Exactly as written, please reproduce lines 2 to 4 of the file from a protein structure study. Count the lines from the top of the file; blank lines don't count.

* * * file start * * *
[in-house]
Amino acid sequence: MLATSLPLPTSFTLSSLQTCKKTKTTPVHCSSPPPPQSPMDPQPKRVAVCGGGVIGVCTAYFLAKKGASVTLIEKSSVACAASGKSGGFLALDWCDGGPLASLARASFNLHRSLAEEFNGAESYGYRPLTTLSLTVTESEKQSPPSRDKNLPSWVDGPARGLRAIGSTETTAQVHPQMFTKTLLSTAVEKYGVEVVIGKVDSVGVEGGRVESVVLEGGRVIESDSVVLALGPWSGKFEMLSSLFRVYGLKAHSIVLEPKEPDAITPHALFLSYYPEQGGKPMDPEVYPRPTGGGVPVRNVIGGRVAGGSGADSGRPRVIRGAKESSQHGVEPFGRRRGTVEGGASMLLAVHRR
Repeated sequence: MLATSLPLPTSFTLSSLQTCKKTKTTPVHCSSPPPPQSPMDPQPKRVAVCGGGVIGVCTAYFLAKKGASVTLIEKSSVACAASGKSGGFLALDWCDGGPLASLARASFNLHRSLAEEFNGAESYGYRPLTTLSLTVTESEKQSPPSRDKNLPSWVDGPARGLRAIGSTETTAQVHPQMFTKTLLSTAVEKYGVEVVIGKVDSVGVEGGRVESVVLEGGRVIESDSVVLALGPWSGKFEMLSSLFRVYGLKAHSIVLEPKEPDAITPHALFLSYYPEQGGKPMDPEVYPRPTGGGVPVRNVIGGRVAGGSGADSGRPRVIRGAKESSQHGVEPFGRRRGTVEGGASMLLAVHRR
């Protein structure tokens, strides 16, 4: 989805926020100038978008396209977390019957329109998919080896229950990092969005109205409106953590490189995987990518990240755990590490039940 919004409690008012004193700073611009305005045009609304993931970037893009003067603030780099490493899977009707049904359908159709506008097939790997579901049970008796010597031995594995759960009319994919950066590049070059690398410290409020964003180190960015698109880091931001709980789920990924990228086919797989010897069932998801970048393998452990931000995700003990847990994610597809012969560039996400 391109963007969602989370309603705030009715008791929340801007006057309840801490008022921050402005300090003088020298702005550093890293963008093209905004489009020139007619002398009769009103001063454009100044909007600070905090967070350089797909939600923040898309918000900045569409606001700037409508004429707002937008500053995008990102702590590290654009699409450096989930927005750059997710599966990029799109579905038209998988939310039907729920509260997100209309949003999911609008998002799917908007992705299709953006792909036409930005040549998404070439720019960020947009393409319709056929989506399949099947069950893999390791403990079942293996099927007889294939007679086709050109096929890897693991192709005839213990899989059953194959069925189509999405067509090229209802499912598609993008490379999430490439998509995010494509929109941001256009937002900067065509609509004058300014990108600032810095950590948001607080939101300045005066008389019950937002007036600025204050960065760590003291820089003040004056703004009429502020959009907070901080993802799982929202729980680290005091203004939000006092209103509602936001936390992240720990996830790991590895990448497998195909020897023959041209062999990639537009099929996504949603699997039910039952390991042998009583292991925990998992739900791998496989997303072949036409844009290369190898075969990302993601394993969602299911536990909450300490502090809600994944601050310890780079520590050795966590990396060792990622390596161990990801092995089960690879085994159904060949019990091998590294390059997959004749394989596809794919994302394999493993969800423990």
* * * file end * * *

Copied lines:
Amino acid sequence: MLATSLPLPTSFTLSSLQTCKKTKTTPVHCSSPPPPQSPMDPQPKRVAVCGGGVIGVCTAYFLAKKGASVTLIEKSSVACAASGKSGGFLALDWCDGGPLASLARASFNLHRSLAEEFNGAESYGYRPLTTLSLTVTESEKQSPPSRDKNLPSWVDGPARGLRAIGSTETTAQVHPQMFTKTLLSTAVEKYGVEVVIGKVDSVGVEGGRVESVVLEGGRVIESDSVVLALGPWSGKFEMLSSLFRVYGLKAHSIVLEPKEPDAITPHALFLSYYPEQGGKPMDPEVYPRPTGGGVPVRNVIGGRVAGGSGADSGRPRVIRGAKESSQHGVEPFGRRRGTVEGGASMLLAVHRR
Repeated sequence: MLATSLPLPTSFTLSSLQTCKKTKTTPVHCSSPPPPQSPMDPQPKRVAVCGGGVIGVCTAYFLAKKGASVTLIEKSSVACAASGKSGGFLALDWCDGGPLASLARASFNLHRSLAEEFNGAESYGYRPLTTLSLTVTESEKQSPPSRDKNLPSWVDGPARGLRAIGSTETTAQVHPQMFTKTLLSTAVEKYGVEVVIGKVDSVGVEGGRVESVVLEGGRVIESDSVVLALGPWSGKFEMLSSLFRVYGLKAHSIVLEPKEPDAITPHALFLSYYPEQGGKPMDPEVYPRPTGGGVPVRNVIGGRVAGGSGADSGRPRVIRGAKESSQHGVEPFGRRRGTVEGGASMLLAVHRR
């Protein structure tokens, strides 16, 4: 989805926020100038978008396209977390019957329109998919080896229950990092969005109205409106953590490189995987990518990240755990590490039940 919004409690008012004193700073611009305005045009609304993931970037893009003067603030780099490493899977009707049904359908159709506008097939790997579901049970008796010597031995594995759960009319994919950066590049070059690398410290409020964003180190960015698109880091931001709980789920990924990228086919797989010897069932998801970048393998452990931000995700003990847990994610597809012969560039996400 391109963007969602989370309603705030009715008791929340801007006057309840801490008022921050402005300090003088020298702005550093890293963008093209905004489009020139007619002398009769009103001063454009100044909007600070905090967070350089797909939600923040898309918000900045569409606001700037409508004429707002937008500053995008990102702590590290654009699409450096989930927005750059997710599966990029799109579905038209998988939310039907729920509260997100209309949003999911609008998002799917908007992705299709953006792909036409930005040549998404070439720019960020947009393409319709056929989506399949099947069950893999390791403990079942293996099927007889294939007679086709050109096929890897693991192709005839213990899989059953194959069925189509999405067509090229209802499912598609993008490379999430490439998509995010494509929109941001256009937002900067065509609509004058300014990108600032810095950590948001607080939101300045005066008389019950937002007036600025204050960065760590003291820089003040004056703004009429502020959009907070901080993802799982929202729980680290005091203004939000006092209103509602936001936390992240720990996830790991590895990448497998195909020897023959041209062999990639537009099929996504949603699997039910039952390991042998009583292991925990998992739900791998496989997303072949036409844009290369190898075969990302993601394993969602299911536990909450300490502090809600994944601050310890780079520590050795966590990396060792990622390596161990990801092995089960690879085994159904060949019990091998590294390059997959004749394989596809794919994302394999493993969800423990």